As a result, some U.S. producers have shifted to target markets that are closer, such as Europe and Brazil. Europe is implementing more pollution-control measures on power plants to wean itself from nuclear power after Japan’s Fukushima disaster, as well as natural gas to reduce the supply dependency on Russia. In fact, UK was the top foreign buyer of American coal in 2013.




Increasing Global Coal Demand


According to IEA, although U.S. coal demand has dropped to 24-year low, the black rock is still the world’s fastest-growing energy source, forecast to rise 2.3 percent a year through 2018 and is the second-largest source behind oil.


World Energy Demand by Fuel

Chart Source: Coal Medium Term Market Outlook 2013, IEA 


The coal demand growth is driven mostly by non-OECD countries with China leading the way. China is world’s top coal producer, but the nation is also plagued by dangerous coal mining conditions and transport congestion. So China will continue to need more coal to feed its energy requirement. As long as China’s economy holds up, U.S. coal companies should benefit.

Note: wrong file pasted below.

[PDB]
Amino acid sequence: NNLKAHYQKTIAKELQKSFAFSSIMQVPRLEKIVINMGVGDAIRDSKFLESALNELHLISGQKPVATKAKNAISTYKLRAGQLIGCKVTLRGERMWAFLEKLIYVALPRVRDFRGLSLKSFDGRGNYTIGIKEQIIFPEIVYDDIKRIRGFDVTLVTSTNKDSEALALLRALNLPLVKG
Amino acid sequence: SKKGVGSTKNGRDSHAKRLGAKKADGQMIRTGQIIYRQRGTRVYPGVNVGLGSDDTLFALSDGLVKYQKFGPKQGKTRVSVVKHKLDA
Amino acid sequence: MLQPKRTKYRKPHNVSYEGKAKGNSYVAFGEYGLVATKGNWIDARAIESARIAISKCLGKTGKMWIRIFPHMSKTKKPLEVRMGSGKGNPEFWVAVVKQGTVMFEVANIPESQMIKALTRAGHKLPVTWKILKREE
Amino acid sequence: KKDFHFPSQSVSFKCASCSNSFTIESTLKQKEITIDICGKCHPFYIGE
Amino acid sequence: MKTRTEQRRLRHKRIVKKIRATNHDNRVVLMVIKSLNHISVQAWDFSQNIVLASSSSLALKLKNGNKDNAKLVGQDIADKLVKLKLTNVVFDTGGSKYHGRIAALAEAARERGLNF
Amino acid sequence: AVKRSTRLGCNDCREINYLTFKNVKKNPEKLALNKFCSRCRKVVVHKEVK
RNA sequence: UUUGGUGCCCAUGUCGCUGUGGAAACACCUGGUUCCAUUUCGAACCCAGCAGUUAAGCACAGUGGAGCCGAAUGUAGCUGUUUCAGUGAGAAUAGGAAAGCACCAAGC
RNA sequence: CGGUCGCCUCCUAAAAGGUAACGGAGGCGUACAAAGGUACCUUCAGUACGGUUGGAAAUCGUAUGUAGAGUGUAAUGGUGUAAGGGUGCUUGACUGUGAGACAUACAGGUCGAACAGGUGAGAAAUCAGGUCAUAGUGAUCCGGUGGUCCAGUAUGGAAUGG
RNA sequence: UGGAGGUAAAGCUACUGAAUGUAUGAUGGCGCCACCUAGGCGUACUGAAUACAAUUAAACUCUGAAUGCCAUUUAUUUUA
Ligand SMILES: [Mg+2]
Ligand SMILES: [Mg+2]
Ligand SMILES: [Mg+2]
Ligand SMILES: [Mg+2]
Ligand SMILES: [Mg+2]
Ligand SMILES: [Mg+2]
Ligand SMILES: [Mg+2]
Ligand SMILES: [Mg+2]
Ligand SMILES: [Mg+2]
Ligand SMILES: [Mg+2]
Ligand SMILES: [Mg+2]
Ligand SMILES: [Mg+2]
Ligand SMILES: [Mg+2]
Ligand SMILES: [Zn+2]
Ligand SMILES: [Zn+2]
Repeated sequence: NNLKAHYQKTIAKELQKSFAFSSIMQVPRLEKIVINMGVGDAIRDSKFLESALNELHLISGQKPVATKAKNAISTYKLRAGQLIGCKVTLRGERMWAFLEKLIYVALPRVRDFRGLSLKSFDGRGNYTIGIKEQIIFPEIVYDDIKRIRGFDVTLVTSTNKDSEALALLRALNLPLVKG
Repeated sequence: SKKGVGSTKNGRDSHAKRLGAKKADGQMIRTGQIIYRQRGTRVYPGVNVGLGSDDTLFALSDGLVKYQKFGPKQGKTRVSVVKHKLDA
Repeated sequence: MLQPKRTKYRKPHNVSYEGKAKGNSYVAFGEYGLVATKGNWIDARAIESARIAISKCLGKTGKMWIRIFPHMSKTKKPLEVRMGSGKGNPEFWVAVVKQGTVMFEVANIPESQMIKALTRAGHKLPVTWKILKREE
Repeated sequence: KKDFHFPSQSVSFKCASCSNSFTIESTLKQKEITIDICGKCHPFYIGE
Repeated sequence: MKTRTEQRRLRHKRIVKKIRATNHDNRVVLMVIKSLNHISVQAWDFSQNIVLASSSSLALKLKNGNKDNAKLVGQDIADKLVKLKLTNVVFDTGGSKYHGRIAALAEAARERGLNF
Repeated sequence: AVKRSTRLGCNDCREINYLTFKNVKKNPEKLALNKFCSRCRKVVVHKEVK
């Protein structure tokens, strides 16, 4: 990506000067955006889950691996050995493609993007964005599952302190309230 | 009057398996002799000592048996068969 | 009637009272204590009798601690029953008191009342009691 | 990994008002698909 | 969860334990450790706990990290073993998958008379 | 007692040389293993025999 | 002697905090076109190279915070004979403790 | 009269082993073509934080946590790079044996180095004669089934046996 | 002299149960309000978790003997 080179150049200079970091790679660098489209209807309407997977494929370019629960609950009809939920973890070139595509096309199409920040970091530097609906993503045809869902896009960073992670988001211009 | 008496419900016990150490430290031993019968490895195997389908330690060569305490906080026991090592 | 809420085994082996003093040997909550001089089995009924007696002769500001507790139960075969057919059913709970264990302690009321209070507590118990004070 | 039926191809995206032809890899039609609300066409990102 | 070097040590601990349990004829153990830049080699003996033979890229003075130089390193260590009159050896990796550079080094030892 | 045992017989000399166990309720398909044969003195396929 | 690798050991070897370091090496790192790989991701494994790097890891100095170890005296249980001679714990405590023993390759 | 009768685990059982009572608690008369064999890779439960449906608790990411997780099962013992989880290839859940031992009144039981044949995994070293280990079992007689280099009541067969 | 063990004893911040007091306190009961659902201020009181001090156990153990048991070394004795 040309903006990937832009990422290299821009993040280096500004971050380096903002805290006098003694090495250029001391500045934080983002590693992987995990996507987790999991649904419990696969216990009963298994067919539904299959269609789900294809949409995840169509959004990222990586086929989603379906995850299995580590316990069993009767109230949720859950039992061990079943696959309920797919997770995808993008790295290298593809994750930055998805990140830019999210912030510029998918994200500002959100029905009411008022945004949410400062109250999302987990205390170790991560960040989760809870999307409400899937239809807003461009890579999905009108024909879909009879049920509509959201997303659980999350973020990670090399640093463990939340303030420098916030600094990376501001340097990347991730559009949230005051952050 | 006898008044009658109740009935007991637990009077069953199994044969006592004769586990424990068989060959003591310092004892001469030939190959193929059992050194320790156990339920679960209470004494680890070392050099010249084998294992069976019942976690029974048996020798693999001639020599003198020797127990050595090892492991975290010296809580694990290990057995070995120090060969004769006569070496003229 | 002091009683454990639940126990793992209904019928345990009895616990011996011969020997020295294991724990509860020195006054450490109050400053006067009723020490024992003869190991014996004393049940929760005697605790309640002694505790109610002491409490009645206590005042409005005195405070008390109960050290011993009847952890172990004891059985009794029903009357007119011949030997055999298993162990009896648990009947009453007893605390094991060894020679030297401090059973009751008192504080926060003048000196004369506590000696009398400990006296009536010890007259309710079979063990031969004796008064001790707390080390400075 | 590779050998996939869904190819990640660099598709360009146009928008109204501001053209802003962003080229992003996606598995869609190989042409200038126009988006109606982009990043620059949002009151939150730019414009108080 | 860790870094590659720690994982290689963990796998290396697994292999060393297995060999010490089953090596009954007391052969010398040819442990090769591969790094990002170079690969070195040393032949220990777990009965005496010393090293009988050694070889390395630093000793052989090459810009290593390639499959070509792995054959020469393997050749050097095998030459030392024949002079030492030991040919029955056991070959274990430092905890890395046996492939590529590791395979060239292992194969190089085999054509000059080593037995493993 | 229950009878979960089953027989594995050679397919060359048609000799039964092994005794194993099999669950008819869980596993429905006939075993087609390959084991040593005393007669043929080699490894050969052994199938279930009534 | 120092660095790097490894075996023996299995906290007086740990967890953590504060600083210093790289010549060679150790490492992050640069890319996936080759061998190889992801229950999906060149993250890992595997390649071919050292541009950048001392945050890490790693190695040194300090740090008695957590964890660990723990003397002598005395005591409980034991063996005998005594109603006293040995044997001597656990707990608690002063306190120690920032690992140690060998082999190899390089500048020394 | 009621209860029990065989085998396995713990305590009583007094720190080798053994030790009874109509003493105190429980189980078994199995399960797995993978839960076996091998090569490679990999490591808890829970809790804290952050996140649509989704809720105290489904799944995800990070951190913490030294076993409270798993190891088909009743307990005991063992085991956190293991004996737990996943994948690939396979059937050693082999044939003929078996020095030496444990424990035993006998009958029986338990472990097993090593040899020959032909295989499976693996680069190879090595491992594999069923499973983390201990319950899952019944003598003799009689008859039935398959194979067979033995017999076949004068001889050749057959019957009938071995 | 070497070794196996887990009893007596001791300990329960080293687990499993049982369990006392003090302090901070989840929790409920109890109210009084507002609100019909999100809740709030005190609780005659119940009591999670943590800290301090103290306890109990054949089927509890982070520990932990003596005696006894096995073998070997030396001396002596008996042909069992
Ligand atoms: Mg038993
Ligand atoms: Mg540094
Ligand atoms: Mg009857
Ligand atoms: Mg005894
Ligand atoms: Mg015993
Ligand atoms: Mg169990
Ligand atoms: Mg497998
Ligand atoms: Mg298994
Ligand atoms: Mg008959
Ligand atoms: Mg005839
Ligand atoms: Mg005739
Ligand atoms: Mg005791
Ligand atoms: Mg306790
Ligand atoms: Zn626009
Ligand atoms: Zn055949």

However, a lot of the upside of coal export hinges on new export capacity gets approved and built in the U.S. and ocean bulk freight stays low.


Coal companies are eager to pour money into new terminals. Bloomberg reported that Oakland, California just recently rejected a coal export facility proposed by Bowie Resource Partners LLC despite the promise of ‘thousands’ of new construction jobs and a $3 million-a-year payroll in city. The message from Oakland: “Whatever the economic benefit would’ve been, it wasn’t worth destroying the planet over.” (Note: Oakland’s unemployment rate is higher than that of the national average as well as California.)